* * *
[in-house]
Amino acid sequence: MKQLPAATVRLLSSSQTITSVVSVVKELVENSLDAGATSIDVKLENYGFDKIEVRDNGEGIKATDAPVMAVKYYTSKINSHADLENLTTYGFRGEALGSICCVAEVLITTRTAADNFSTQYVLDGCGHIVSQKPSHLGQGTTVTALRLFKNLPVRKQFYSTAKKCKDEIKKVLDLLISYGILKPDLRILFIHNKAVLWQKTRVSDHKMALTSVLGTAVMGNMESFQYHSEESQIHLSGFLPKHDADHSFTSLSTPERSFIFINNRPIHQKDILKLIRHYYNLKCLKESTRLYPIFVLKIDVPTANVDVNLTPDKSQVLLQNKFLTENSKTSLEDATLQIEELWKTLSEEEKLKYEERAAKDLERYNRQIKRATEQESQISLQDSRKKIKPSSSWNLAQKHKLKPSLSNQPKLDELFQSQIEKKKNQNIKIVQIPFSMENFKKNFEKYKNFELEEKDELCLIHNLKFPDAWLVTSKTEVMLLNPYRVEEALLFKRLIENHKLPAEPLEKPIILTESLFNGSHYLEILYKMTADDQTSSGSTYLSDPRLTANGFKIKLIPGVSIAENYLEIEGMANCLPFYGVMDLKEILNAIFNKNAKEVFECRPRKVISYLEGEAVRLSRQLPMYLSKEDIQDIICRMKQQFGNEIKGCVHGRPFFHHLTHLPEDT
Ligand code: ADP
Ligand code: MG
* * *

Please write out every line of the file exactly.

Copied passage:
[in-house]
Amino acid sequence: MKQLPAATVRLLSSSQTITSVVSVVKELVENSLDAGATSIDVKLENYGFDKIEVRDNGEGIKATDAPVMAVKYYTSKINSHADLENLTTYGFRGEALGSICCVAEVLITTRTAADNFSTQYVLDGCGHIVSQKPSHLGQGTTVTALRLFKNLPVRKQFYSTAKKCKDEIKKVLDLLISYGILKPDLRILFIHNKAVLWQKTRVSDHKMALTSVLGTAVMGNMESFQYHSEESQIHLSGFLPKHDADHSFTSLSTPERSFIFINNRPIHQKDILKLIRHYYNLKCLKESTRLYPIFVLKIDVPTANVDVNLTPDKSQVLLQNKFLTENSKTSLEDATLQIEELWKTLSEEEKLKYEERAAKDLERYNRQIKRATEQESQISLQDSRKKIKPSSSWNLAQKHKLKPSLSNQPKLDELFQSQIEKKKNQNIKIVQIPFSMENFKKNFEKYKNFELEEKDELCLIHNLKFPDAWLVTSKTEVMLLNPYRVEEALLFKRLIENHKLPAEPLEKPIILTESLFNGSHYLEILYKMTADDQTSSGSTYLSDPRLTANGFKIKLIPGVSIAENYLEIEGMANCLPFYGVMDLKEILNAIFNKNAKEVFECRPRKVISYLEGEAVRLSRQLPMYLSKEDIQDIICRMKQQFGNEIKGCVHGRPFFHHLTHLPEDT
Ligand code: ADP
Ligand code: MG